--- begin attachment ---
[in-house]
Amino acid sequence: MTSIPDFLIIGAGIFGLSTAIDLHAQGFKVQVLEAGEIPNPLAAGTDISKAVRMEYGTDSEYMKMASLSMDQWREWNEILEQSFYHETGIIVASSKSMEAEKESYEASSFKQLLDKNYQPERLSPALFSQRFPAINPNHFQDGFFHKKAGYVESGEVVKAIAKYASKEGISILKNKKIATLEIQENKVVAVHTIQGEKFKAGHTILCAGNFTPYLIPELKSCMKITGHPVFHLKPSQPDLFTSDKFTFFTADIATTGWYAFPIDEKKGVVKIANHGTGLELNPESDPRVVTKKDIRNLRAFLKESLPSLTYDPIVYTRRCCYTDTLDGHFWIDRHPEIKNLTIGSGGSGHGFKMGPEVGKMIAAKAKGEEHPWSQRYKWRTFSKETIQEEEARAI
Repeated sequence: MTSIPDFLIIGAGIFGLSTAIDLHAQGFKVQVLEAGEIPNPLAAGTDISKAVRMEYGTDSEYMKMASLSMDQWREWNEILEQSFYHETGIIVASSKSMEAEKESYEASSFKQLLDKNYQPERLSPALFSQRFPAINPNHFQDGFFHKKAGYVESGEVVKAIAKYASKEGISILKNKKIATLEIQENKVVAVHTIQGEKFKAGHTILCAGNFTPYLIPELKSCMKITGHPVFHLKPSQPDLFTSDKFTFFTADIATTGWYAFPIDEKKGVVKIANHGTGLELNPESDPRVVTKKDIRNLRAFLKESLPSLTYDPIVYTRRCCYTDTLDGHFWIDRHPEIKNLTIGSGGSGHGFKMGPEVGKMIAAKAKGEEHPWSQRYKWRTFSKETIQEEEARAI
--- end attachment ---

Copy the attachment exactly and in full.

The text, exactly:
[in-house]
Amino acid sequence: MTSIPDFLIIGAGIFGLSTAIDLHAQGFKVQVLEAGEIPNPLAAGTDISKAVRMEYGTDSEYMKMASLSMDQWREWNEILEQSFYHETGIIVASSKSMEAEKESYEASSFKQLLDKNYQPERLSPALFSQRFPAINPNHFQDGFFHKKAGYVESGEVVKAIAKYASKEGISILKNKKIATLEIQENKVVAVHTIQGEKFKAGHTILCAGNFTPYLIPELKSCMKITGHPVFHLKPSQPDLFTSDKFTFFTADIATTGWYAFPIDEKKGVVKIANHGTGLELNPESDPRVVTKKDIRNLRAFLKESLPSLTYDPIVYTRRCCYTDTLDGHFWIDRHPEIKNLTIGSGGSGHGFKMGPEVGKMIAAKAKGEEHPWSQRYKWRTFSKETIQEEEARAI
Repeated sequence: MTSIPDFLIIGAGIFGLSTAIDLHAQGFKVQVLEAGEIPNPLAAGTDISKAVRMEYGTDSEYMKMASLSMDQWREWNEILEQSFYHETGIIVASSKSMEAEKESYEASSFKQLLDKNYQPERLSPALFSQRFPAINPNHFQDGFFHKKAGYVESGEVVKAIAKYASKEGISILKNKKIATLEIQENKVVAVHTIQGEKFKAGHTILCAGNFTPYLIPELKSCMKITGHPVFHLKPSQPDLFTSDKFTFFTADIATTGWYAFPIDEKKGVVKIANHGTGLELNPESDPRVVTKKDIRNLRAFLKESLPSLTYDPIVYTRRCCYTDTLDGHFWIDRHPEIKNLTIGSGGSGHGFKMGPEVGKMIAAKAKGEEHPWSQRYKWRTFSKETIQEEEARAI